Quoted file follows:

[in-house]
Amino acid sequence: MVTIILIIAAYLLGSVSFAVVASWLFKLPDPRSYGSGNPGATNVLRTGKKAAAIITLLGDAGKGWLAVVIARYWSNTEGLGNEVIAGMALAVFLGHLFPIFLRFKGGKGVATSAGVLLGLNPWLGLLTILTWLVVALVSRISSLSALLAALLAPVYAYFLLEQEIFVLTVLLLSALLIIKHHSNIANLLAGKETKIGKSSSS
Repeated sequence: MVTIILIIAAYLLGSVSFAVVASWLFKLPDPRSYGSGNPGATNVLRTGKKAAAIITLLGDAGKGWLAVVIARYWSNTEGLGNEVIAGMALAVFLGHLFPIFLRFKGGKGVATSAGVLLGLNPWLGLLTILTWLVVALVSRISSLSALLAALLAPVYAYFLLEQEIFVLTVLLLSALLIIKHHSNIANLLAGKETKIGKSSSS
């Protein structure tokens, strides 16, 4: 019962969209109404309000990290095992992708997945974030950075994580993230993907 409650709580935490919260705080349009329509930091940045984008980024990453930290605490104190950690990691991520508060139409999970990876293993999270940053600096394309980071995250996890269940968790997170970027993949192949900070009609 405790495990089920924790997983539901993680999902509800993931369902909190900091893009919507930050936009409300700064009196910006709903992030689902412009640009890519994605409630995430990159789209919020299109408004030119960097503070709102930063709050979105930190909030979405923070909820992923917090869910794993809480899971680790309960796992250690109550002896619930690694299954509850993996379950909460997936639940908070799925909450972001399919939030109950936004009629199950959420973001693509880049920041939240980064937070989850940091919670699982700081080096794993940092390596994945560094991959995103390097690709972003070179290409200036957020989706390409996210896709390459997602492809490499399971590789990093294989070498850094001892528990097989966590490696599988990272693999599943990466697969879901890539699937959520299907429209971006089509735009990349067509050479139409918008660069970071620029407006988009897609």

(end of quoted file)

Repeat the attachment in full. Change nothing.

[in-house]
Amino acid sequence: MVTIILIIAAYLLGSVSFAVVASWLFKLPDPRSYGSGNPGATNVLRTGKKAAAIITLLGDAGKGWLAVVIARYWSNTEGLGNEVIAGMALAVFLGHLFPIFLRFKGGKGVATSAGVLLGLNPWLGLLTILTWLVVALVSRISSLSALLAALLAPVYAYFLLEQEIFVLTVLLLSALLIIKHHSNIANLLAGKETKIGKSSSS
Repeated sequence: MVTIILIIAAYLLGSVSFAVVASWLFKLPDPRSYGSGNPGATNVLRTGKKAAAIITLLGDAGKGWLAVVIARYWSNTEGLGNEVIAGMALAVFLGHLFPIFLRFKGGKGVATSAGVLLGLNPWLGLLTILTWLVVALVSRISSLSALLAALLAPVYAYFLLEQEIFVLTVLLLSALLIIKHHSNIANLLAGKETKIGKSSSS
């Protein structure tokens, strides 16, 4: 019962969209109404309000990290095992992708997945974030950075994580993230993907 409650709580935490919260705080349009329509930091940045984008980024990453930290605490104190950690990691991520508060139409999970990876293993999270940053600096394309980071995250996890269940968790997170970027993949192949900070009609 405790495990089920924790997983539901993680999902509800993931369902909190900091893009919507930050936009409300700064009196910006709903992030689902412009640009890519994605409630995430990159789209919020299109408004030119960097503070709102930063709050979105930190909030979405923070909820992923917090869910794993809480899971680790309960796992250690109550002896619930690694299954509850993996379950909460997936639940908070799925909450972001399919939030109950936004009629199950959420973001693509880049920041939240980064937070989850940091919670699982700081080096794993940092390596994945560094991959995103390097690709972003070179290409200036957020989706390409996210896709390459997602492809490499399971590789990093294989070498850094001892528990097989966590490696599988990272693999599943990466697969879901890539699937959520299907429209971006089509735009990349067509050479139409918008660069970071620029407006988009897609």